It’s pretty much universally agreed upon that 3D printing education is vital in schools from early elementary through college levels. Most kids in school today will encounter 3D technology in their careers, no matter what industry they go into. As the technology evolves so rapidly, it’s critical to familiarize children with it as early as possible so that they can keep up in the future. One issue that arises, however, is finding enough teachers who have sufficient knowledge about 3D printing to be able to teach students. Particularly in elementary schools, many teachers haven’t been trained in the technology; it’s likely, in fact, that their students may already know more about 3D printing than they do.
Who will teach the teachers? That’s the question that Makers Empire had to consider before launching a pilot program that will implement 3D printing education within 28 public primary schools in South Australia. The program, which will officially launch in the first semester of 2016, is part of an effort to revive flagging interest in STEM subjects, which schools have not significantly been addressing. 3D printers and Makers Empire software will be provided to the pilot schools, but first, the teachers need to learn.
The $40,000 one-year program is a collaboration between Makers Empire, Datacom and the South Australia Department for Education and Child Development. The program is part of the government’s response to criticism that the state’s schools are doing little to encourage interest in STEM subjects, focusing instead on liberal arts education that will ultimately produce thousands of graduates will few job prospects. The hope is that 3D printing, which is so appealing to young people, will be a gateway to generate interest in other areas of science and technology.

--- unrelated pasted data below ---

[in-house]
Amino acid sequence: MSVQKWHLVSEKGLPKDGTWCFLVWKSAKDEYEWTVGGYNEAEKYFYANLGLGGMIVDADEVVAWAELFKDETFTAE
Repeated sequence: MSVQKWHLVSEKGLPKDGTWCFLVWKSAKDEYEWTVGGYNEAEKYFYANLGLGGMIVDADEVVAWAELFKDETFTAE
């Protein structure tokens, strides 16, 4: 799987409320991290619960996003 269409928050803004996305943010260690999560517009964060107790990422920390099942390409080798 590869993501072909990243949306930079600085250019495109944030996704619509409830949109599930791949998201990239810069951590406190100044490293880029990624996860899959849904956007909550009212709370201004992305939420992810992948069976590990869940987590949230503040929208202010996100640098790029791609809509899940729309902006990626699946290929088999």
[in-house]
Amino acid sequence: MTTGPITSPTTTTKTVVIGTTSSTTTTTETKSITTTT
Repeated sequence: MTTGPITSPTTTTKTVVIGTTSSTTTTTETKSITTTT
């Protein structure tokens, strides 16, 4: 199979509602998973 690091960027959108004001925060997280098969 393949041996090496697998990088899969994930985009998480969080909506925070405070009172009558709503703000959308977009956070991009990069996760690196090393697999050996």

“Simply installing 3D printers in schools is not enough – teachers must receive training on the hardware and the software as well as receive advice on how 3D design and printing fits into the curriculum,” said Jon Soong, CEO of Makers Empire. “The fastest and most effective way to use this technology is adoption of ready-made and proven programs together with training. This initiative will train cohorts of teachers, building communities of expertise that can collaborate and share knowledge and teaching practices.”
Female students are a particular focus. Worryingly, females still lag behind males in the pursuit of careers in science and technology, which is likely at least partially due to the wrongheaded but still-prevalent belief that “girls just aren’t good at math and science.” Makers Empire hopes to change that.
“Anecdotally, we see that more girls are into design than coding,” said Soong. “Of course there are exceptions but it’s just the way it is. But we can’t forget that STEM is more than just computer science. The concepts you learn in 3D printing can open into health science, biology, even a career in the 3D printing industry itself, where the jobs’ growth is much faster than in traditional computing.”
The schools involved in the pilot program will report back on the ways they are implementing the technology in their classrooms, as well as on the outcomes and student evaluations. If the program is a success, more primary schools may be added in the future. Discuss this program in the Makers Empire 3D printing Education forum on 3DPB.com.